Old badly maintained vehicles that belch smoke like this one no longer face pressure to clean up their act now that the AirCare program has ended.

Smoky beaters keep belching in post-AirCare era

Metro Vancouver officials watch for uptick in old vehicles returning to road as car ads celebrate 'no more AirCare'

The death of AirCare may be breathing more life into old beaters.

Aging cars and trucks that might have struggled to pass the now-terminated emissions monitoring program are increasingly popping up in online advertisements, some with jubilant reminders that the days of mandatory tests are over.

A 1997 pickup going for $2,200 in Langley is just one of the ads that boasts “no more AirCare.”

Another seller of a $999 “beater” truck with “loud and stinky” exhaust in Surrey’s Clayton area is just as blunt.

“AirCare? Who cares? Not an issue to insure this truck,” the Craigslist ad says. “If you’re concerned about your carbon footprint, then I will have to defer you to the bicycle section. Maybe you can install a nice basket on the handlebars to haul your stuff.”

The province pulled the plug on the AirCare program effective Dec. 31 on the basis it became obsolete as vehicle pollution controls improved.

But Metro Vancouver protested the cancellation, fearing air pollution might worsen without the required repairs and retesting for vehicles that failed AirCare.

Regional district officials say they’ve also noticed the recent ads and intend to track vehicle registrations through ICBC to see if more older models now turn up on the roads.

“We’ll see if there’s a bump in older vehicles that return to the fleet in 2015 compared to 2014,” senior engineer Derek Jennejohn said.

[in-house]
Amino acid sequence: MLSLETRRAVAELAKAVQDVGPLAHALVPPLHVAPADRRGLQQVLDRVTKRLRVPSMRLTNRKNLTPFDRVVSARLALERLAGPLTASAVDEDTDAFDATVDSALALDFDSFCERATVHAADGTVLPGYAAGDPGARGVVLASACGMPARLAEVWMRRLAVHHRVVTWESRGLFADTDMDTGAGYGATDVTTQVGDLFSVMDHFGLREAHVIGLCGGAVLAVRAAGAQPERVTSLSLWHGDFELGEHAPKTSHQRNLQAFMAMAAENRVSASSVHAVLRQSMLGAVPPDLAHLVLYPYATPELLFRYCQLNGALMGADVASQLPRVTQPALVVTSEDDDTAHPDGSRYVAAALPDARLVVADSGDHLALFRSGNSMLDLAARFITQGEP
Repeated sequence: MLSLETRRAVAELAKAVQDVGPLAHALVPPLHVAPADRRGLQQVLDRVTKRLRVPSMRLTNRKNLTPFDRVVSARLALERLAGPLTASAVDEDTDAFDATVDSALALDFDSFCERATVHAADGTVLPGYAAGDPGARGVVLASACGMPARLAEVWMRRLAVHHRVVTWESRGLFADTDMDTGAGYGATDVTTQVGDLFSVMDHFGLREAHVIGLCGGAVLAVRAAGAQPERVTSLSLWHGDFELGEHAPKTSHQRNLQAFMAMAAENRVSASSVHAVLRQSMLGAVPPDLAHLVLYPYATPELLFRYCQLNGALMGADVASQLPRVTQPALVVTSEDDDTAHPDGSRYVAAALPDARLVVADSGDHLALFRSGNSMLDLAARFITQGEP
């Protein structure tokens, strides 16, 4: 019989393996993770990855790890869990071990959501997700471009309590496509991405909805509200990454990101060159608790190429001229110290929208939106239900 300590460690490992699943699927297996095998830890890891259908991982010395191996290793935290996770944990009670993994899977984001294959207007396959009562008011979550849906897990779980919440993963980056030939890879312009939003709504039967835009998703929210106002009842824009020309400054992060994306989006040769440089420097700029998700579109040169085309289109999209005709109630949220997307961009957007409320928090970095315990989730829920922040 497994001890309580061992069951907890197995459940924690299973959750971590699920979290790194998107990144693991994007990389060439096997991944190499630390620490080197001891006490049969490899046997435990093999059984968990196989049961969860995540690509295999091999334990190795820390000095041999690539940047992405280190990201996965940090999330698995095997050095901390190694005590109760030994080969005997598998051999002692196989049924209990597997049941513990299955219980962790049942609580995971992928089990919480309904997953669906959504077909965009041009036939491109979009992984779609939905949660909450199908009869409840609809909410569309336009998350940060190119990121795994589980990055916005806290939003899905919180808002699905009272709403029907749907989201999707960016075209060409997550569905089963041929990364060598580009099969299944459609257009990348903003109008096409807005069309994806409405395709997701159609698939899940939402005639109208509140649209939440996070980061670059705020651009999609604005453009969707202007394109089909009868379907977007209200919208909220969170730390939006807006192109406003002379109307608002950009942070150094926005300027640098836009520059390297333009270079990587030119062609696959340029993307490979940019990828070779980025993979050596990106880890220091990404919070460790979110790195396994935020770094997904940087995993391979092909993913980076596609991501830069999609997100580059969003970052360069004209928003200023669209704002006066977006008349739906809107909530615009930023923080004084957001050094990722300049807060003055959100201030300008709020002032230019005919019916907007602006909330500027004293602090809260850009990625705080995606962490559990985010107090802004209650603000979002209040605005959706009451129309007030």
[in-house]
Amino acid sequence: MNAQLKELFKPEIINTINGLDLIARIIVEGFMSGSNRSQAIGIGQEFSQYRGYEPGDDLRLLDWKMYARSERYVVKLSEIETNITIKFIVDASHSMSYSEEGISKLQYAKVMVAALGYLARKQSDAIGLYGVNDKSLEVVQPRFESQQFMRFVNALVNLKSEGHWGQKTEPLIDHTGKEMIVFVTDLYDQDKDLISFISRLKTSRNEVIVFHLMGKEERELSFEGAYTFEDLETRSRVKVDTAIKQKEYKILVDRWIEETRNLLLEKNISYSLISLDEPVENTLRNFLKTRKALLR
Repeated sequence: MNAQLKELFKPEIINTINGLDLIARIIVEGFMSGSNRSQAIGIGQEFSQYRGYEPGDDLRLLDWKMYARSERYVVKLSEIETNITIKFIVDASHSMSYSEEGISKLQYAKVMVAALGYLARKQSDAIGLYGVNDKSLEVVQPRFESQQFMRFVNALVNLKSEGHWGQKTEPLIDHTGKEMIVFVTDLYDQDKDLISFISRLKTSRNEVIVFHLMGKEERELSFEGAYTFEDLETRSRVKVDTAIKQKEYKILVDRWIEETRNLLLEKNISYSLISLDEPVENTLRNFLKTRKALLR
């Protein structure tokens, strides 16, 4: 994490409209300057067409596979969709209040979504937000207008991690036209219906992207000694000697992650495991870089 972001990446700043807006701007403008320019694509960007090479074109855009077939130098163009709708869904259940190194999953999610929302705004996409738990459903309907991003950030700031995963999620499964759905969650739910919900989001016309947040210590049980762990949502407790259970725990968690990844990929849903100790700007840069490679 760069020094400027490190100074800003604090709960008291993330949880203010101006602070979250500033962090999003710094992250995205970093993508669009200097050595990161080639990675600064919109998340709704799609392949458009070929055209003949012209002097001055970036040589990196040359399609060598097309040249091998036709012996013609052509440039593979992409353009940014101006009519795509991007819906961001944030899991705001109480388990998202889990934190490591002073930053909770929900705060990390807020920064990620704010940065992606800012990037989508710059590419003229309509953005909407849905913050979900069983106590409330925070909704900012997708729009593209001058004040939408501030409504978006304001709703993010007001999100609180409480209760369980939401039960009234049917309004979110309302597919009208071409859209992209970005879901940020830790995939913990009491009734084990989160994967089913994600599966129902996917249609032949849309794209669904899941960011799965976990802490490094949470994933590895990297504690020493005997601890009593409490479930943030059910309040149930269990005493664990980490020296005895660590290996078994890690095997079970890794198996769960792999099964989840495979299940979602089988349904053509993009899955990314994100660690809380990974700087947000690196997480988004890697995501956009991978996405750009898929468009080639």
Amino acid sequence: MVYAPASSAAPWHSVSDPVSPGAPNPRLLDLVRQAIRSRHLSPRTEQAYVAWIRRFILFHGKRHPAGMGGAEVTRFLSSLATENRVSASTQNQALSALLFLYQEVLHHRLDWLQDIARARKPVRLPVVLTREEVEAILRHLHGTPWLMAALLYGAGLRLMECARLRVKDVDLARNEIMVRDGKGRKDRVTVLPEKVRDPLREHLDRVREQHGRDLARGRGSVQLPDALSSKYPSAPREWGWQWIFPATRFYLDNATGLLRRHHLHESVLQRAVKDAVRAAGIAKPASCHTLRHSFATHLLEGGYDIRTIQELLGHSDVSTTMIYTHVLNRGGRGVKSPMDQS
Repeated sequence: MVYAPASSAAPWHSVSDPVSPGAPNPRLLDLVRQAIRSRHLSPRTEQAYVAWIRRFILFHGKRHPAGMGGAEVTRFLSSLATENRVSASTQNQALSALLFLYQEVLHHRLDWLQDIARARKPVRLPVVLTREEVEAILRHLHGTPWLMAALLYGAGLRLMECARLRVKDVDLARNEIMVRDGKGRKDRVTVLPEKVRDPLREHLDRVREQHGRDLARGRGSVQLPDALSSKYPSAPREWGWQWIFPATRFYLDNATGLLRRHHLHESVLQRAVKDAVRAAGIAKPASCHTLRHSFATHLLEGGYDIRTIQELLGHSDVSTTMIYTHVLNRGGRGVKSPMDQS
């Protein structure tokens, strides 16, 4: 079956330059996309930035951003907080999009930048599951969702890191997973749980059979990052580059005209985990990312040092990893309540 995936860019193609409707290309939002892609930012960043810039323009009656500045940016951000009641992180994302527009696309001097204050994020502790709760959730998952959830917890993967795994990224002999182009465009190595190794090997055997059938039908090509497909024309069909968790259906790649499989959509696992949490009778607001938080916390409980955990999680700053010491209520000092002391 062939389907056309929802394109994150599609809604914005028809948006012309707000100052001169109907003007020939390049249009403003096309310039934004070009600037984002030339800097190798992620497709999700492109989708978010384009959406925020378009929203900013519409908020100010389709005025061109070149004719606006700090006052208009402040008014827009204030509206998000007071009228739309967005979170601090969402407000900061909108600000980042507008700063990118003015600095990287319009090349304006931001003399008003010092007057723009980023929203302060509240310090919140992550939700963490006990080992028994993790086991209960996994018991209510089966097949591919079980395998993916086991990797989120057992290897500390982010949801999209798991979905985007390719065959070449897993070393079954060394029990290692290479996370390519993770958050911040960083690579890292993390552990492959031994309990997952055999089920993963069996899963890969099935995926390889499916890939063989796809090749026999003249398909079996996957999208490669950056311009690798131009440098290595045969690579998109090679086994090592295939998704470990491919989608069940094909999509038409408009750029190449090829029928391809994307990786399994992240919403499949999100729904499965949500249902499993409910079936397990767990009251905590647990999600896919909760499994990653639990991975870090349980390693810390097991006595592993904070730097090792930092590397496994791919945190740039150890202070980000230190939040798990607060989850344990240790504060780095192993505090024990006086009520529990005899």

In previous years, he said, there’s been a consistent number of vehicles that got reinspected after failing AirCare – usually meaning they made a trip to the garage to clean up their emissions.

But Jennejohn said thousands of vehicles that would normally be expected to get a re-test never showed up in the second half of 2014.

“It’s possible those vehicles were just temporarily insured or put aside and waited until 2015 to reinsure and return to the road in their failing condition,” he said. “That’s a concern to us. Our board has directed us to try and prevent backsliding in the gains that have been achieved through AirCare.”

He said another potential indicator to watch is if fewer old vehicles than usual are now retired through the Scrap-It program for rebates.

Many motorists hated AirCare, considering it an inconvenient, costly and pointless imposition if their car routinely passed.

The failure rate had fallen from 14 per cent in 2007 to less than eight per cent, but more than 34,000 vehicles still failed last year.

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